class Ord α => OperatorN α β | β -> α where
    next_values :: β -> Set α -> Set α

instance Ord α => OperatorN α (α -> α) where
    next_values f s = notin s $ s RMonad.>>= \x -> RMonad.return (f x)

instance Ord α => OperatorN α (α -> α -> α) where
    next_values f s = s RMonad.>>= \x -> next_values (f x) s

instance Ord α => OperatorN α (α -> α -> α -> α) where
    next_values f s = s RMonad.>>= \x -> next_values (f x) s

instance Ord α => OperatorN α (α -> α -> α -> α -> α) where
    next_values f s = s RMonad.>>= \x -> next_values (f x) s

-- bind lambdas with next_values
fixwith_next :: Ord α => [Set α -> Set α] -> Set α -> Set α
fixwith_next nv_bnd s = Set.unions $ map (\f -> f s) nv_bnd -- bound next values

fixwith' :: Ord α => [Set α -> Set α] -> Set α -> [α]
fixwith' ops s@(fixwith_next ops -> next)
    | Set.size next == 0 = []
    | otherwise = (Set.toList next) ++ fixwith' ops (Set.union s next)
fixwith ops s = (Set.toList s) ++ fixwith' ops s
fixwith_lst ops = fixwith ops . Set.fromList

example

> take 3 $ fixwith [next_values (+2)] (Set.fromList [1])
[1,3,5]

I had to lose unary operations, but that's not a deal killer.

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1 Answer 1

up vote 1 down vote accepted

Nope, fix is a red herring. It's computing a different kind of fixed-point than you are.

Your handling of arity is very pragmatic. There are a number of different ways you could make it a bit less boiler-platey; see one of my previous answers for one such way. I'm sure someone will come on and add another mind-blowing type-level numerals-based solution eventually, as well. =)

For efficiency, I'm not sure you can do much better with only an Eq instance anyway. You might consider filtering out s values from the results of the calls to the (local) g function -- that is, letting fixwith_next return only the new elements. This ought to make the termination check faster and may even make it possible to have a productive, lazy fixwith.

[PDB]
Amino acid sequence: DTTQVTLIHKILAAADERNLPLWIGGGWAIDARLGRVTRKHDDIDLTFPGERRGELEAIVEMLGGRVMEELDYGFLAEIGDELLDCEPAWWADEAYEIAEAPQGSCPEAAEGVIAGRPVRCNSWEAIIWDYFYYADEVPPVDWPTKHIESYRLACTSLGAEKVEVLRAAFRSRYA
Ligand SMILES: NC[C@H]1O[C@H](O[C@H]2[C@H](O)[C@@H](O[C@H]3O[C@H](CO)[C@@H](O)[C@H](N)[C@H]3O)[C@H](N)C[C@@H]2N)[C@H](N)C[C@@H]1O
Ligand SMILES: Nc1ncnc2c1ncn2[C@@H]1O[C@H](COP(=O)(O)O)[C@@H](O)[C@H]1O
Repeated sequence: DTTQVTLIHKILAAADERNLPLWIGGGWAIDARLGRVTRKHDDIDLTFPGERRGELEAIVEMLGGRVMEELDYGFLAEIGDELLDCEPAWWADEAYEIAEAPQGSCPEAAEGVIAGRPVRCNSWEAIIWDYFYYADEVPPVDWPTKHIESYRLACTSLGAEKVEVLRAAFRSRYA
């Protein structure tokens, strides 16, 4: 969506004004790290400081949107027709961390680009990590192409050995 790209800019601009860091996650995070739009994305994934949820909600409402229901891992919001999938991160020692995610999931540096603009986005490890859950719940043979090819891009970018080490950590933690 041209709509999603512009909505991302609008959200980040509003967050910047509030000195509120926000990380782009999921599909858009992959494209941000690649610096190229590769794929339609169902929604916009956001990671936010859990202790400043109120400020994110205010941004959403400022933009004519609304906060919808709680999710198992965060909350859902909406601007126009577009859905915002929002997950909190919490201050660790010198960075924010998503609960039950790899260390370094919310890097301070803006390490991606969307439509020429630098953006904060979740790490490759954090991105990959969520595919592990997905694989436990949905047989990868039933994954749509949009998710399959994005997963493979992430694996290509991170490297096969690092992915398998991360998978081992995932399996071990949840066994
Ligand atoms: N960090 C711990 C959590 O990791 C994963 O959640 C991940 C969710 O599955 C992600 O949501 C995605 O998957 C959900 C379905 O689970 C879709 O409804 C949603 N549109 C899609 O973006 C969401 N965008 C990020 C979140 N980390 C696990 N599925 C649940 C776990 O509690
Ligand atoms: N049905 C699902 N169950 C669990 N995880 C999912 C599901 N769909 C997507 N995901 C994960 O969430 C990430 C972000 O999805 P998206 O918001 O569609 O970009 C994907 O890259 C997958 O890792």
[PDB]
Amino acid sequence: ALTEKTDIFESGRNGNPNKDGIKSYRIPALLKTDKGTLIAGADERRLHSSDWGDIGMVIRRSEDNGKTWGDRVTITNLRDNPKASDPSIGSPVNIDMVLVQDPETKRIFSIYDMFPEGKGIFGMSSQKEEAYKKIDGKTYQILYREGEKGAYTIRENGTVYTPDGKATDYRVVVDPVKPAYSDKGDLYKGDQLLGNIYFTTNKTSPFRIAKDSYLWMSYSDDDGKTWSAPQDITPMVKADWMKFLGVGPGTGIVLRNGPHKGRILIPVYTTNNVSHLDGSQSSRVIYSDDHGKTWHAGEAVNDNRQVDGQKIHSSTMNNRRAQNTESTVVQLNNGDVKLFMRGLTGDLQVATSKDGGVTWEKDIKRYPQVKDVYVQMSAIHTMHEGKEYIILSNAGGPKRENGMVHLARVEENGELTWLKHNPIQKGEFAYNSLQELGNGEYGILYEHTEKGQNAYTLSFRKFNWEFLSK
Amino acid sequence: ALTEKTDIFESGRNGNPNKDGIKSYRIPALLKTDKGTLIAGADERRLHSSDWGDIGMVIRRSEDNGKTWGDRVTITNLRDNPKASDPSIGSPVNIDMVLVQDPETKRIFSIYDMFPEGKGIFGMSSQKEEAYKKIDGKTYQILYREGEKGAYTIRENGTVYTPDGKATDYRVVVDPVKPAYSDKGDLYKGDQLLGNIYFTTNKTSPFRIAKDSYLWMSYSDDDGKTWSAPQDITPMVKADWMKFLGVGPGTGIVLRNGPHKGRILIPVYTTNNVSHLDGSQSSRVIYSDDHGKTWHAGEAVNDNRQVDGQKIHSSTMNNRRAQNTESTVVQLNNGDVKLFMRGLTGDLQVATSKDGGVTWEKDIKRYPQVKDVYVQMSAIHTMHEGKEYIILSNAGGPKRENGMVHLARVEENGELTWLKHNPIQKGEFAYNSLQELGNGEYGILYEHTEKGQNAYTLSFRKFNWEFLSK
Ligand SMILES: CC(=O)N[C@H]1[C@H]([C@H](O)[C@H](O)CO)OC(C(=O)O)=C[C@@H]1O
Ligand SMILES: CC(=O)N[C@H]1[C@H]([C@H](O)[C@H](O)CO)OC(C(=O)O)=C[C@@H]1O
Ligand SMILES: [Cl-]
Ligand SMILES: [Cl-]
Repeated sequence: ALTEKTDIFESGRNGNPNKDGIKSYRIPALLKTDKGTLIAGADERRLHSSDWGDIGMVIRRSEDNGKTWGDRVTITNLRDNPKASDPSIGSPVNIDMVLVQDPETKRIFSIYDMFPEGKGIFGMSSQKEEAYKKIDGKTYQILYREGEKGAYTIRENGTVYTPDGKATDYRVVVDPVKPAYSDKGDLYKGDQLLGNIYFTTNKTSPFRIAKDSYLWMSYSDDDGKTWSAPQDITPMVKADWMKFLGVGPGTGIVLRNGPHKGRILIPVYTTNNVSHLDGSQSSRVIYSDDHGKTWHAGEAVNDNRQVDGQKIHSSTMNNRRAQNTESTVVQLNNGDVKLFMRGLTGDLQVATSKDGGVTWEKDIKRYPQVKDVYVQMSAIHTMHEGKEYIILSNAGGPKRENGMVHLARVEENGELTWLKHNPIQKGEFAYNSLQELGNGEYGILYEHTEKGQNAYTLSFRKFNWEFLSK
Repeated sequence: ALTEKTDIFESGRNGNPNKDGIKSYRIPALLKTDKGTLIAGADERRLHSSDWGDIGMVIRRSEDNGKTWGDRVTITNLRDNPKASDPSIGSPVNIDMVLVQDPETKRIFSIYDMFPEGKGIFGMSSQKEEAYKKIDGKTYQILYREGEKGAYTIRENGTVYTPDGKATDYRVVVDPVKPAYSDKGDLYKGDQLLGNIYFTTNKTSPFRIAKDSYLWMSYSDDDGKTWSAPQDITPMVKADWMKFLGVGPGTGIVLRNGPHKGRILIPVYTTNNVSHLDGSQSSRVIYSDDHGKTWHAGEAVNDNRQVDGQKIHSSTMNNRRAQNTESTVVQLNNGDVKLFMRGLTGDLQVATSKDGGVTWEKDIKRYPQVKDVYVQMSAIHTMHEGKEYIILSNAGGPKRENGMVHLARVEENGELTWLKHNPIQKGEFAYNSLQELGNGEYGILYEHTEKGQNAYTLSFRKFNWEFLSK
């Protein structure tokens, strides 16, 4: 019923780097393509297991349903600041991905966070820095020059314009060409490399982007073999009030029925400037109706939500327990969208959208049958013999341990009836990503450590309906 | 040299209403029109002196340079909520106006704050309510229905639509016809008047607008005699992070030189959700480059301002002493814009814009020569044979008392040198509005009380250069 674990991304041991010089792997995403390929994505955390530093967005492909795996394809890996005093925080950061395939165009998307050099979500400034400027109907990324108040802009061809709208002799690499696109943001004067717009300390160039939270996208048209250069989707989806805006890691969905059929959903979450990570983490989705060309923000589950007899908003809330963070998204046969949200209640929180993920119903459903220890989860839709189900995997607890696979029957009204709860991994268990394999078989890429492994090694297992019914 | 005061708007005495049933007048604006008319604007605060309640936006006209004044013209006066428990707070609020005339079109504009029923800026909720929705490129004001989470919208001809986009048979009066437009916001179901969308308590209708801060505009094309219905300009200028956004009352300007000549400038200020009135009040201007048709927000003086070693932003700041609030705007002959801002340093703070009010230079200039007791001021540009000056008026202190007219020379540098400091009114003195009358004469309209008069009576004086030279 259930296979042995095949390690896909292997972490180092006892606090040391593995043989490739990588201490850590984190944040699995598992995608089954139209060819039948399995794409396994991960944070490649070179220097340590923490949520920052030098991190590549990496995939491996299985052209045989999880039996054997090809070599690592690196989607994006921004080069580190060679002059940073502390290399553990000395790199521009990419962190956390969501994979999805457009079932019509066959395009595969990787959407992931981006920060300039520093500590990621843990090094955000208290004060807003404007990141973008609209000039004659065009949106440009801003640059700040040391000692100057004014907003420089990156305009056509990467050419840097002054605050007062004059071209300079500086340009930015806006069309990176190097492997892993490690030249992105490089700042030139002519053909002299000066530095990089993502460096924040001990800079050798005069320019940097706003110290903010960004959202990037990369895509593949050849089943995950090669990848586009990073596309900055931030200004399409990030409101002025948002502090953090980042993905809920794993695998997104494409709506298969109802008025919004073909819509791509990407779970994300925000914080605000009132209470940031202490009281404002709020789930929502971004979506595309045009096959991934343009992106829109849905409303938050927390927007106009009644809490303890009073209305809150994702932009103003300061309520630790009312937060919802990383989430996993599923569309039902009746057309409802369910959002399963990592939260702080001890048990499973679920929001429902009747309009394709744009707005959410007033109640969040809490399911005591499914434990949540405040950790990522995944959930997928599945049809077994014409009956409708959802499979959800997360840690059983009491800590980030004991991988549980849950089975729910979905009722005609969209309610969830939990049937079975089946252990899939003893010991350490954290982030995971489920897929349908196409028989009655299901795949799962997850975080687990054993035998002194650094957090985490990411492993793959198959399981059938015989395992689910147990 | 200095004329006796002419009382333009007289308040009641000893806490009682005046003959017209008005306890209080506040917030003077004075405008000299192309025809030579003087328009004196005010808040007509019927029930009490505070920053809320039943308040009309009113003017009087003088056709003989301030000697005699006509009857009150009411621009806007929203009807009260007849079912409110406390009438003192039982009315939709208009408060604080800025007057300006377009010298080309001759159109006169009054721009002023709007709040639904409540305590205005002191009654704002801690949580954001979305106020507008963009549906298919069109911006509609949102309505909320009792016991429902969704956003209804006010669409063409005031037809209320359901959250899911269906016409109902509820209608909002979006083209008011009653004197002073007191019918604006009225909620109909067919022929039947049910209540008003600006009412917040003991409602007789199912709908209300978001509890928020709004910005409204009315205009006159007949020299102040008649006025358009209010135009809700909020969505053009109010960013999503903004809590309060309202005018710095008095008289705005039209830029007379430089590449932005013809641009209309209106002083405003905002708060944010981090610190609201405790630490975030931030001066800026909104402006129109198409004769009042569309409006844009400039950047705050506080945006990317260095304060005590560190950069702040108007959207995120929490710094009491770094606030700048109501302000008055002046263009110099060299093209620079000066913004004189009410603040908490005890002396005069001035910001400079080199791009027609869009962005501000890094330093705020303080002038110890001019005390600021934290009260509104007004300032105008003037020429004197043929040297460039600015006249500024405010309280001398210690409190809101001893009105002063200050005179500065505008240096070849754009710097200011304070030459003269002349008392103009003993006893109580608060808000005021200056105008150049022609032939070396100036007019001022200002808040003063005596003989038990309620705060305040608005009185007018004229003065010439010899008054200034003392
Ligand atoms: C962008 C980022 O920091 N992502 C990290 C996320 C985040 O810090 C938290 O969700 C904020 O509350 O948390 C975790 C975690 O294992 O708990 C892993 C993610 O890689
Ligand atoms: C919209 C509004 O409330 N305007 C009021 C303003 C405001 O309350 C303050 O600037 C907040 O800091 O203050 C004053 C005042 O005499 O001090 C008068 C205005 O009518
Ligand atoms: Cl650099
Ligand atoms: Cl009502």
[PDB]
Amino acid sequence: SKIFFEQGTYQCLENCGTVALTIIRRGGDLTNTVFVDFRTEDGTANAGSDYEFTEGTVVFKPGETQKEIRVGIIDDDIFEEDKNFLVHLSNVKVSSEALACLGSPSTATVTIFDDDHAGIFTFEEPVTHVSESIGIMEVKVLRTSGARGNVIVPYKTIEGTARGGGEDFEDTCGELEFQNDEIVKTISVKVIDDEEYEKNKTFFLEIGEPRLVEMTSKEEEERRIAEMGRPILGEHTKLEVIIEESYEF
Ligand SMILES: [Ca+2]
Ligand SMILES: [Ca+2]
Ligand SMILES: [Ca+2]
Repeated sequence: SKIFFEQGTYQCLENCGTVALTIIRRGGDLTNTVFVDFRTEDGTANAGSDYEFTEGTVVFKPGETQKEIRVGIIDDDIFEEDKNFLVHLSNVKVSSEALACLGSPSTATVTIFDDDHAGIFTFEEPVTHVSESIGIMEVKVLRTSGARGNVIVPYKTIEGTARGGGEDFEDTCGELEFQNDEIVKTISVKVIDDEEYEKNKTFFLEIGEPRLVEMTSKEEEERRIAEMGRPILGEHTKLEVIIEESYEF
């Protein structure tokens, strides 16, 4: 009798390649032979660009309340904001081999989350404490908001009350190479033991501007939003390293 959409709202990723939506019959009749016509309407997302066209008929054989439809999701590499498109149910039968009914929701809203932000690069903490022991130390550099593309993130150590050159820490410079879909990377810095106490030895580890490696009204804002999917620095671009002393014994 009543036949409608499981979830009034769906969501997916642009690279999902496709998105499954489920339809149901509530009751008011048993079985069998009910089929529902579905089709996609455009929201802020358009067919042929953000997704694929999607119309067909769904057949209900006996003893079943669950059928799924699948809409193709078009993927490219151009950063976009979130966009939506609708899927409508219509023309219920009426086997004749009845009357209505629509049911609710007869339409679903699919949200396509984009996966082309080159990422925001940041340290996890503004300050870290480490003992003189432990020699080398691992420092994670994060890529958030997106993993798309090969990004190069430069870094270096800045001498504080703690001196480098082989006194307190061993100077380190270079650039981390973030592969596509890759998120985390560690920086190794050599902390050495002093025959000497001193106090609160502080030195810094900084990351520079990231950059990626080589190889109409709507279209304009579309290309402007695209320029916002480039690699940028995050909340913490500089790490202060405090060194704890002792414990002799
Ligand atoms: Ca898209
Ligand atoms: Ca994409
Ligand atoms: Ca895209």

If you're alright with strictness and requiring an Ord instance, using real Sets will probably improve the efficiency as well.

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could you elaborate? it superficially seemed to me like if you could avoid it hanging, e.g. by knowing the number of elements, you could write take 2 $ fix (\x -> List.nub $ [1, 2] ++ x). –  gatoatigrado Aug 31 '11 at 3:29
    
You can use fix, but it won't be an interesting use of fix. In Haskell, fix is equivalent to recursion -- you can make any recursive definition non-recursive by calling fix, and you can take any call to fix and replace it by a recursive definition. So, the question "Can I use fix when defining this particular function?" is equivalent to the question "Can I use recursion when defining this particular function?". The answer is yes, but the question is silly, because writing the function is the real goal, and whether or not you use recursion is incidental. –  Daniel Wagner Aug 31 '11 at 20:18